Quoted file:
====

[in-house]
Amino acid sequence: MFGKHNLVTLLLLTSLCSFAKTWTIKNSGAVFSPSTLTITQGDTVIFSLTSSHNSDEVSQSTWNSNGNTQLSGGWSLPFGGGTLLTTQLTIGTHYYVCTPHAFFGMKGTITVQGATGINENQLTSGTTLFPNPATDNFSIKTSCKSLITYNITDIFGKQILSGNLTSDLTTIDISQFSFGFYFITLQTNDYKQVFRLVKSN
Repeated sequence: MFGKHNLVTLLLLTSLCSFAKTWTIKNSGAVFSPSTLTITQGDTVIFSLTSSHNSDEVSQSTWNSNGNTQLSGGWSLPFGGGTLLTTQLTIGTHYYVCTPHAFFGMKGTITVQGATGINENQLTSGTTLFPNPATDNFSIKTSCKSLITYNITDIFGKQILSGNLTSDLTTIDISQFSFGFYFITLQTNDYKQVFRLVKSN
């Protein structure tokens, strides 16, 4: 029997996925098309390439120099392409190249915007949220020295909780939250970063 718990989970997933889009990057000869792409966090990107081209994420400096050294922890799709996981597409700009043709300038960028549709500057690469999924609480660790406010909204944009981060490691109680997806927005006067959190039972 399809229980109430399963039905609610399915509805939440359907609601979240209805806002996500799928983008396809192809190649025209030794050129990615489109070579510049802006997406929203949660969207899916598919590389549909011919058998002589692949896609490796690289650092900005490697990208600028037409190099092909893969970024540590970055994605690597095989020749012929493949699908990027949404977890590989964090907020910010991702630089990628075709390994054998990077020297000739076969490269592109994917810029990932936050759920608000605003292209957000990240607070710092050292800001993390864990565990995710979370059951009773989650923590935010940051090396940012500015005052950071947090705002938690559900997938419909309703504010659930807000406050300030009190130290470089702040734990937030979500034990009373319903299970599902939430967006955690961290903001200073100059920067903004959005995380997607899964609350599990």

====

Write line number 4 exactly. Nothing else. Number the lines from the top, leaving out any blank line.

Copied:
């Protein structure tokens, strides 16, 4: 029997996925098309390439120099392409190249915007949220020295909780939250970063 718990989970997933889009990057000869792409966090990107081209994420400096050294922890799709996981597409700009043709300038960028549709500057690469999924609480660790406010909204944009981060490691109680997806927005006067959190039972 399809229980109430399963039905609610399915509805939440359907609601979240209805806002996500799928983008396809192809190649025209030794050129990615489109070579510049802006997406929203949660969207899916598919590389549909011919058998002589692949896609490796690289650092900005490697990208600028037409190099092909893969970024540590970055994605690597095989020749012929493949699908990027949404977890590989964090907020910010991702630089990628075709390994054998990077020297000739076969490269592109994917810029990932936050759920608000605003292209957000990240607070710092050292800001993390864990565990995710979370059951009773989650923590935010940051090396940012500015005052950071947090705002938690559900997938419909309703504010659930807000406050300030009190130290470089702040734990937030979500034990009373319903299970599902939430967006955690961290903001200073100059920067903004959005995380997607899964609350599990």